STARTING IN THE 1960S, THE CONCEPT of coercion has received sustained attention from philosophers, resulting in a panoply of attempts to explain its nature and significance. Despite the apparent diversity in these efforts, the vast majority of them follow in a line of thinking laid out most influentially by Robert Nozick in 1969 which, roughly speaking, identifies coercion with the way one agent can put pressure on the will of another by means of threats. (1) This way of approaching the topic--I will call it the "pressure" approach--has come to seem wholly obvious to many subsequent writers, though it differs markedly from an earlier understanding of the nature of coercion that it largely supplanted. This earlier approach to coercion--which I will call the "enforcement" approach--regards coercion as a kind of activity by a powerful agent who creates and then utilizes a significant disparity in power over another in order to constrain or alter the latter's possibilities for action. This power differential may be used to put pressure on the coercee's will, but additionally it might work by simply interdicting or disabling agents, or disrupting various possibilities for action more systematically. Such systematic disruption can be achieved by incarceration or capital punishment, as well as via longstanding threats that alter broad patterns of activity, and not just specific actions. This approach sees differential power relations as essential to coercion so, on this approach, some ways in which agents put pressure on other agents that do not arise from significant power differentials will not register as coercion.
Choosing between the two approaches may depend on what questions one is trying to answer, and how the concept of coercion figures in them. Coercion is frequently thought to figure into determining a state's legitimacy and authority; it is also thought to be morally problematic, and so to be wrongful if not specially justified. Concern with coercion also arises due to its tendency to restrain human freedom and to curtail responsibility. Much of the recent work on coercion has been tailored to one or another of these issues, with a predominance of interest in the question of how coercion affects responsibility for actions taken under coercion. Whatever success has been achieved in tackling this question, it is now apparent that the pressure approach to coercion has encountered significant difficulty in explaining the social and political significance that has long been attributed to coercion. (2) Hence, part of the interest in elaborating and defending the enforcement approach, I will argue, is that it is more helpful than the pressure approach for assessing the social and political significance of coercion: whether or not one agent puts pressure on another's choice of actions, the use of the kind of power tracked by the enforcement approach is a matter of considerable social significance, and something that helps explain both the state's authority as well as its proper limits.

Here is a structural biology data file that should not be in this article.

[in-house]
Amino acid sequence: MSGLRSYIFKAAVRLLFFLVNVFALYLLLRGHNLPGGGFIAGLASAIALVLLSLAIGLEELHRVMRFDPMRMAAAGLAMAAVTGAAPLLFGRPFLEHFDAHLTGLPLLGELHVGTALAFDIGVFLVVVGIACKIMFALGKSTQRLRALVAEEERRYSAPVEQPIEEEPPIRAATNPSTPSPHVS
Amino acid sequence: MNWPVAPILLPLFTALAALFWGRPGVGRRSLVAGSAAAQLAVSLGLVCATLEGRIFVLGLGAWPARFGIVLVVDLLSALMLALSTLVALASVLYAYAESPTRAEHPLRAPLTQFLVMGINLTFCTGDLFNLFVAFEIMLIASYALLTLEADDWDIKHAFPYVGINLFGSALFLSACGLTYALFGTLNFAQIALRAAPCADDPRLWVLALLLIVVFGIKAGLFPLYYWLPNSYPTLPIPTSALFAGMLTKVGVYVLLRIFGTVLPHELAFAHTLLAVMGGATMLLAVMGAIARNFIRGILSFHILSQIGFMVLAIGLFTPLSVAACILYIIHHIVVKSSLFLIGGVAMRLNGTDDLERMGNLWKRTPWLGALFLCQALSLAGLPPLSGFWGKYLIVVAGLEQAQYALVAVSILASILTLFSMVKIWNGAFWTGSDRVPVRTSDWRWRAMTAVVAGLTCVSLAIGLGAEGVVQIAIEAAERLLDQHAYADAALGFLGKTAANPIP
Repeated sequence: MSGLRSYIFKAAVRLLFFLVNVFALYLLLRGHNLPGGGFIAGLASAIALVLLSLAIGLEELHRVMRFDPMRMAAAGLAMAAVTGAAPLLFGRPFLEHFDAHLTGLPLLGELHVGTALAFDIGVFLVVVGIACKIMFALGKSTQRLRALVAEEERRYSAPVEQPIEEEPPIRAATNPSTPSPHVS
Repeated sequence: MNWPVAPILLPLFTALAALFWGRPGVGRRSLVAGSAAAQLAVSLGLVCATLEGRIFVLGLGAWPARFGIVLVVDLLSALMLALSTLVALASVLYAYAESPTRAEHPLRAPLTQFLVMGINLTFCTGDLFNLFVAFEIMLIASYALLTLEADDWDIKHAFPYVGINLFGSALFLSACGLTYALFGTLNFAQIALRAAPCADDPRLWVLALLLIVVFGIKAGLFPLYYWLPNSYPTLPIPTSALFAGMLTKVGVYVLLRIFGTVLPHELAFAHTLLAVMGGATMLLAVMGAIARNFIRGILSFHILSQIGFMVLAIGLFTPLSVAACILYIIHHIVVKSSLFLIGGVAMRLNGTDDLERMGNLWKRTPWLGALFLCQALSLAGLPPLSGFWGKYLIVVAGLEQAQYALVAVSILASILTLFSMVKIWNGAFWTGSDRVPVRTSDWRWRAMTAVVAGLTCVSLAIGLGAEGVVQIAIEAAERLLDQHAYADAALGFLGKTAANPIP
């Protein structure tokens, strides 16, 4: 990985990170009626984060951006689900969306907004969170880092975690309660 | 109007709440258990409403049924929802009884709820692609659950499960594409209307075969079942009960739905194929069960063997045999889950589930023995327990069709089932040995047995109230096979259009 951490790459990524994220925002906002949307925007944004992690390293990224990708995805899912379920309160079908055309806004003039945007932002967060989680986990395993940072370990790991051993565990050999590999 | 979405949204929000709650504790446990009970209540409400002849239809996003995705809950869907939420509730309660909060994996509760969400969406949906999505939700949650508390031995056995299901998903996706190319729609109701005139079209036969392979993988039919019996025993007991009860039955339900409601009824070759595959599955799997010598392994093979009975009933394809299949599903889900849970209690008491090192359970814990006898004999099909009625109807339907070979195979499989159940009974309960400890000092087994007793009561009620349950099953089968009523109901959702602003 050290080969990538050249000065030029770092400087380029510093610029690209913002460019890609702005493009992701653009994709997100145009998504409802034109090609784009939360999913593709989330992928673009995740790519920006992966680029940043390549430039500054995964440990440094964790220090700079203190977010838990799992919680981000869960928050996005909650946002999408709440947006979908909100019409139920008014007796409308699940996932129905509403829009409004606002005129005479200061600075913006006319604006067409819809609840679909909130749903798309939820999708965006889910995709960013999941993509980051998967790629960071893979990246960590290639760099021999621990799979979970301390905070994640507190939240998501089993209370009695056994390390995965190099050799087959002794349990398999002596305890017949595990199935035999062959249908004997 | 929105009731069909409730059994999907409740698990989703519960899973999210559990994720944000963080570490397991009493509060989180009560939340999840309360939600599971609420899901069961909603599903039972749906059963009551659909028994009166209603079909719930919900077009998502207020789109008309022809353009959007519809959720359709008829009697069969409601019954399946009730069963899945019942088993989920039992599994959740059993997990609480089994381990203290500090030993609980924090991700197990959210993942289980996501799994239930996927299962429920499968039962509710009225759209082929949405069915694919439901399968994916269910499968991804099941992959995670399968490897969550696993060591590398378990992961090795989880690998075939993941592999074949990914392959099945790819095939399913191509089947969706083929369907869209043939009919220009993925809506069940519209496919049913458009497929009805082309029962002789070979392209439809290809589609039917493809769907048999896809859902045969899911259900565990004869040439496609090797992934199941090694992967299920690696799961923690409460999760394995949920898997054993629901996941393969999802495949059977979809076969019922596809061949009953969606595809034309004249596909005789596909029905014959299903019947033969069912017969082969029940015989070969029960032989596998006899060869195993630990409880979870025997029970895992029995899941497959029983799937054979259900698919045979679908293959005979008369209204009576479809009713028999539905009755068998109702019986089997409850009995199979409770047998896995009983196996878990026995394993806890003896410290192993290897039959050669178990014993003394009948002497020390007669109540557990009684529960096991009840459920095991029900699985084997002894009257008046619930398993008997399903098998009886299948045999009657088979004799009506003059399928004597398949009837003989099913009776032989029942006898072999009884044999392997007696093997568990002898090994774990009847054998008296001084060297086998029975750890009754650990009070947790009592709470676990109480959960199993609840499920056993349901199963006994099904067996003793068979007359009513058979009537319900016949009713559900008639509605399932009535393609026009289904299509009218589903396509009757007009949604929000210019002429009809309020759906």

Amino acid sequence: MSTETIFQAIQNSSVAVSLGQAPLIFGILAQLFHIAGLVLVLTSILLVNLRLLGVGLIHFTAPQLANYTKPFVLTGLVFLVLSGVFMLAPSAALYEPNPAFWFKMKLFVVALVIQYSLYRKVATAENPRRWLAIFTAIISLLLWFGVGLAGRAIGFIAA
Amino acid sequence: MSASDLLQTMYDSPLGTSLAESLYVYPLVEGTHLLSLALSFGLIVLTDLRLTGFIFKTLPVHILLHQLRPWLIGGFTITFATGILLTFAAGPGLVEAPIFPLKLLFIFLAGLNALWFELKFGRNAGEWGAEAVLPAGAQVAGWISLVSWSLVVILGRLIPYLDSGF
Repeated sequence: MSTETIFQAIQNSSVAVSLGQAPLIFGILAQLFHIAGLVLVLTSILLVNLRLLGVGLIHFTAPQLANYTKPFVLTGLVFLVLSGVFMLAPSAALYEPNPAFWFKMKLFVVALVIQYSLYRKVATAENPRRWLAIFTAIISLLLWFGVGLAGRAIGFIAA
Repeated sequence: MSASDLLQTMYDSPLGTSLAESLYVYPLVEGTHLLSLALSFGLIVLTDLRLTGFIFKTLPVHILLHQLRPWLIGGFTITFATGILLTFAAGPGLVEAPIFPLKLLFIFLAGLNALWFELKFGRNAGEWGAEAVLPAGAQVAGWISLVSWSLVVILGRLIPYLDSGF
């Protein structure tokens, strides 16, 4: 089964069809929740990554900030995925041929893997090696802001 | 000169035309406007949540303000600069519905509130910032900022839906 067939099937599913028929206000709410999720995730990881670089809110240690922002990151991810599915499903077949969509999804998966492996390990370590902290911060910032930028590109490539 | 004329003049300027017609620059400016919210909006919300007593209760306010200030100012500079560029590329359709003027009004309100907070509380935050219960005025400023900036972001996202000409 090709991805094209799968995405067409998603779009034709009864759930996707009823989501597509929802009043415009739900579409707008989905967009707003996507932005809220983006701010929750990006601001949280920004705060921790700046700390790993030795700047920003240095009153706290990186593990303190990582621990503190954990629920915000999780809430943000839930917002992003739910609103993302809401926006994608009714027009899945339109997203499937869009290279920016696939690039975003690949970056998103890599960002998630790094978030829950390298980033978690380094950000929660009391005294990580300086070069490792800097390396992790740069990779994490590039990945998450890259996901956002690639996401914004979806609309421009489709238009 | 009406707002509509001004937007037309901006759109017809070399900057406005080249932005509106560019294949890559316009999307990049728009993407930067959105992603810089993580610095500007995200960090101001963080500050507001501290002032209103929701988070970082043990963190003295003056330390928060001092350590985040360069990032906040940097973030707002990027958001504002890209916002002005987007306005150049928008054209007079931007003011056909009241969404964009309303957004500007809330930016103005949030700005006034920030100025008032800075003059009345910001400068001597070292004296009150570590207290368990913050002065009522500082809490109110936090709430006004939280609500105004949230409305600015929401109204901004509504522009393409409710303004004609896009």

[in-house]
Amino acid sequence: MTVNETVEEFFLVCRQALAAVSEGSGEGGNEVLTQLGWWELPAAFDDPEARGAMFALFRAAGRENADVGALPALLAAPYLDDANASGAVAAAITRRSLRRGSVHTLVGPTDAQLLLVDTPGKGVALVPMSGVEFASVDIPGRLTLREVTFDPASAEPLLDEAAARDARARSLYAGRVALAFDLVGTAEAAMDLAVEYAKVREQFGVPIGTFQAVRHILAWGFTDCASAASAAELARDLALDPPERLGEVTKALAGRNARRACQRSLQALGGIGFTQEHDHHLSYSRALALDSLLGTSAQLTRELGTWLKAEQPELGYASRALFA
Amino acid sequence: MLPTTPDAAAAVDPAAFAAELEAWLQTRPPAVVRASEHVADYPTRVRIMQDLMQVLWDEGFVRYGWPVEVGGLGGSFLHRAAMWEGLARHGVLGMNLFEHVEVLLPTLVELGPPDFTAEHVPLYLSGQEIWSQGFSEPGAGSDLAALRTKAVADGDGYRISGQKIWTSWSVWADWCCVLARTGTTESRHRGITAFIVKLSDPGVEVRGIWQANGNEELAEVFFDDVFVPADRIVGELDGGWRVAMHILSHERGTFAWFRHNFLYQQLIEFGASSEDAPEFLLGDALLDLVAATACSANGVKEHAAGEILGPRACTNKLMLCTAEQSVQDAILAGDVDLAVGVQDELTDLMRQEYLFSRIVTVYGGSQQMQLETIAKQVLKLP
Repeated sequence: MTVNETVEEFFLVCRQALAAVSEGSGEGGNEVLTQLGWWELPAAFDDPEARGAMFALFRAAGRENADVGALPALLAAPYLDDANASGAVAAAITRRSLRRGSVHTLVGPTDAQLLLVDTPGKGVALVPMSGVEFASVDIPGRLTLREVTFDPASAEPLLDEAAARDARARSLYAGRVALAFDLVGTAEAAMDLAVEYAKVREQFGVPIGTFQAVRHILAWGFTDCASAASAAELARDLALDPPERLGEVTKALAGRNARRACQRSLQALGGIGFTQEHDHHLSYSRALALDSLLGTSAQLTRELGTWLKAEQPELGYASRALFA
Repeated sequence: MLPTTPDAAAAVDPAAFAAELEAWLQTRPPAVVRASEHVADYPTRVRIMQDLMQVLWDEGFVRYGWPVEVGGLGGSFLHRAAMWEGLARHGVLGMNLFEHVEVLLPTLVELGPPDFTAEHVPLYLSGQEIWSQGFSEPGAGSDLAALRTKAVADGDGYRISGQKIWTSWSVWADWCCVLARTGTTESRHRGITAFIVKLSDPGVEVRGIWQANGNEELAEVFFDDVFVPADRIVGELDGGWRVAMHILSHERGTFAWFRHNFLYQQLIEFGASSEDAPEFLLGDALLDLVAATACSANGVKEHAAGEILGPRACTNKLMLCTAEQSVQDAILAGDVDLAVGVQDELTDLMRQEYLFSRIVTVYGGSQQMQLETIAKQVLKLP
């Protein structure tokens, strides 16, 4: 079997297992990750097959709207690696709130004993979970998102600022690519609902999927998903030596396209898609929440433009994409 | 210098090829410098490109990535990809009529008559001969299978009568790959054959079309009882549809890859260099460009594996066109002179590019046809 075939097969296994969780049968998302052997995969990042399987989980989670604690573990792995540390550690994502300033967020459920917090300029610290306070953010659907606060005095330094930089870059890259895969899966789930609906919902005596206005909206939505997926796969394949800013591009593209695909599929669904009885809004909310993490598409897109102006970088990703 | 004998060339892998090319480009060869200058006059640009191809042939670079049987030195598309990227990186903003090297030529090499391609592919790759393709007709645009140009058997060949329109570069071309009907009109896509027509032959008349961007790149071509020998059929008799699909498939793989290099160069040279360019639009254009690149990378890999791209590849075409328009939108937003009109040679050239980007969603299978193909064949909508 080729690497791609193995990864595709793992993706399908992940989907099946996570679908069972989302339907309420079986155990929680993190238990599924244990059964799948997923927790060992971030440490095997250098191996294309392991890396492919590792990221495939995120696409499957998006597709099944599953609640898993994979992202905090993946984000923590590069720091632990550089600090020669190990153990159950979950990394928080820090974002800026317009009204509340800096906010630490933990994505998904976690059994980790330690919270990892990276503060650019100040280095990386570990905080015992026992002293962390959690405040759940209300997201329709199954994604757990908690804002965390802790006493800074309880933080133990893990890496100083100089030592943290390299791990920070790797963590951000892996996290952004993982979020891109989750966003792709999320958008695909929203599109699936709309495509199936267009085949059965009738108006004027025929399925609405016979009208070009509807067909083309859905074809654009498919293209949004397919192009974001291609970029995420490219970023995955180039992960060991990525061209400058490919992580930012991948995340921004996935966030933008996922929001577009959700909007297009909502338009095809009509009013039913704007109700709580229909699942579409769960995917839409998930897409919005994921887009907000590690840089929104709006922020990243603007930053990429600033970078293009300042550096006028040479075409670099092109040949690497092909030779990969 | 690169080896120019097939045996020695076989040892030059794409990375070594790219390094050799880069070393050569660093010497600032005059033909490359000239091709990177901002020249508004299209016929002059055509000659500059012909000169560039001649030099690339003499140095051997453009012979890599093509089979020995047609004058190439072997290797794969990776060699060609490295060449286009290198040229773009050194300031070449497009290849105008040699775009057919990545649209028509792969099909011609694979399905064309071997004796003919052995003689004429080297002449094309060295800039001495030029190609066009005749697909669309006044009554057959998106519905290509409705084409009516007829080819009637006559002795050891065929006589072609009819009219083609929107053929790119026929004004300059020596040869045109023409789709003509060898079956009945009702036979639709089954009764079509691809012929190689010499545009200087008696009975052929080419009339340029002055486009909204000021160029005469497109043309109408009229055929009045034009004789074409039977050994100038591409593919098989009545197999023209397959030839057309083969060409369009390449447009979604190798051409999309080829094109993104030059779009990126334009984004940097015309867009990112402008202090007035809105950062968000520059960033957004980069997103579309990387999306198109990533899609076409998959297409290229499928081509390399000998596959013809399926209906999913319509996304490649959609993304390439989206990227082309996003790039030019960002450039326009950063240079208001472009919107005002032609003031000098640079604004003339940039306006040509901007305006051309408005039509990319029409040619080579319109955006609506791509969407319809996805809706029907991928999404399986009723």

If the enforcement approach did just this much, it would then increase the range of theoretical treatments of the concept in a way that is useful for social and political philosophy. It would also bolster the view, held by theorists such as Alan Wertheimer and Mitchell Berman, that claims about coercion should be considered as applying only within a specific context, and that "the single unified conception of coercion that theorists seek ... is of little, if any, normative significance." (3) However that may be, I will argue that the enforcement approach is fundamental relative to the pressure approach in that its analysis of coercion accounts for the plausibility and usefulness of the pressure approach: insofar as the pressure approach is able to identify instances of coercion correctly, it is because it tacitly assumes that coercion works in the way the enforcement approach depicts explicitly. The commonsense view that coercion works by putting pressure on an agent's will thus spotlights an epiphenomenal aspect of coercion, rather than its most important explanatory aspects. …